August 25th, 2011 at 5:31 pm | 6 Comments | Posted in Personal Freedom

I have just returned from my USA vacation and am delighted to report that tales of the demise of the smoker across the pond are greatly exaggerated. Indeed in some states the fight back seems to be on.

Despite what you may have heard, it was ludicrously easy to find hotels in New York offering smoking rooms.  Much easier actually than finding a smoking room in many UK cities. Smoking on the streets remains common place – and the numbers of open air bars encouraging you to light up are, if anything, on the increase.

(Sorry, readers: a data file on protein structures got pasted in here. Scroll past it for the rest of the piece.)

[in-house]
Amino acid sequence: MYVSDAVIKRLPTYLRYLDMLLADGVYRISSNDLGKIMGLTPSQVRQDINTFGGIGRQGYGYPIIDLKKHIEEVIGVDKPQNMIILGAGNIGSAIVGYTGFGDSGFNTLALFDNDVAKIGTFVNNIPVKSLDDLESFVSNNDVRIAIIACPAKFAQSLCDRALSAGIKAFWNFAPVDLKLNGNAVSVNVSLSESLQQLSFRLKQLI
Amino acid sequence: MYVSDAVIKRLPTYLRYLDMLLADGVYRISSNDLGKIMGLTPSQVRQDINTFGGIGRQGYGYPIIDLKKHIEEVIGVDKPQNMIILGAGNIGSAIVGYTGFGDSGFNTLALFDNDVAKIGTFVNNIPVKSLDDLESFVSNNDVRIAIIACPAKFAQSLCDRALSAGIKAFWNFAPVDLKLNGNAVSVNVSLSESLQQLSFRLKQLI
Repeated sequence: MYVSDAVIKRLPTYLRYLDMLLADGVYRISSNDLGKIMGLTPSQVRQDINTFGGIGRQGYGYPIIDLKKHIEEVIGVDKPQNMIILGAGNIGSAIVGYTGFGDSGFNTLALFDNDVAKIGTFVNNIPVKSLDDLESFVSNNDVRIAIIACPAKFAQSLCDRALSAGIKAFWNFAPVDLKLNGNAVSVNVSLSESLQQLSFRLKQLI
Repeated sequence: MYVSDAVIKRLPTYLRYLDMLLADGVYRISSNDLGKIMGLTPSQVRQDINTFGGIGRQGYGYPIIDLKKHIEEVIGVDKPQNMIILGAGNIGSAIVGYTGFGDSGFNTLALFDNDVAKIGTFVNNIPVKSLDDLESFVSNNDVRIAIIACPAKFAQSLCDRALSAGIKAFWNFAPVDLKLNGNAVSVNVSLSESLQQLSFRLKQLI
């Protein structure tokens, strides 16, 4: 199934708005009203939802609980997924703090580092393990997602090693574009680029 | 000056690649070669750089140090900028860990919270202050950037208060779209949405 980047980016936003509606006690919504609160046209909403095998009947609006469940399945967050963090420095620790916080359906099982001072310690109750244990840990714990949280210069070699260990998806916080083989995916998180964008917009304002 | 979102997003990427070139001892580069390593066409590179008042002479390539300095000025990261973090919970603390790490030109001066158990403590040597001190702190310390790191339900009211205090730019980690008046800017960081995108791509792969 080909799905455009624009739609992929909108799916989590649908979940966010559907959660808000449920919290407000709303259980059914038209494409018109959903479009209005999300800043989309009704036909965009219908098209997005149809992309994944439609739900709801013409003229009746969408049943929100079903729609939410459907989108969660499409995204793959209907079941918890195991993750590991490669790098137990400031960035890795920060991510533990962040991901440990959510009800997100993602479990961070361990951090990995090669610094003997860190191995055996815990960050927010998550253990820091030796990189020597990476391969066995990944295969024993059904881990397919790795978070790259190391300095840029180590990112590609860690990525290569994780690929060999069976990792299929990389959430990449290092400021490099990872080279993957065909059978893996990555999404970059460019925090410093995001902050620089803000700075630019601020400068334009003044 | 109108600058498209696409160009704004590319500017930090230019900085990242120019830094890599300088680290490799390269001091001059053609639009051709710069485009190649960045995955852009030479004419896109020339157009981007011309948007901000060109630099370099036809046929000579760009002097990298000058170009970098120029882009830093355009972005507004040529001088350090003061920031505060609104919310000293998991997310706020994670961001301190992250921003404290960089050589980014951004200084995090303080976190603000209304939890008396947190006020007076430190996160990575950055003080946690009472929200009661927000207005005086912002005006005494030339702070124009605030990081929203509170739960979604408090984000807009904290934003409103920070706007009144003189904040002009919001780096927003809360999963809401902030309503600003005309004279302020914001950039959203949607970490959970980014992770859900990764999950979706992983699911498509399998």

Over in Las Vegas the story is even more encouraging. Back in around 2006 Nevada introduced a smoking ban on places that served food. Initially this meant that several bars simply went smoke free. In some casinos it was actually difficult to find a decent bar where you could sit down with your Sapphire tonic and enjoy the odd Marlborough Light. But public demand has caused many owners to rethink their policy. One casino on the strip has not only opened up two new smoking bars (complete with waitress service) in the last 12 months, but rejigged two of its most popular restaurants to accommodate outdoor seating for smokers. At the other end of the strip, my favourite restaurant – which bizarrely banned smoking on the terrace when the ban was first introduced – has relaxed its rules to allow its patrons to enjoy a cigarette once more. None of this is to the detriment on non smokers. There are still many places that you can go and find a smoke free atmosphere. But a sense of balance is finally being restored. Amen to that.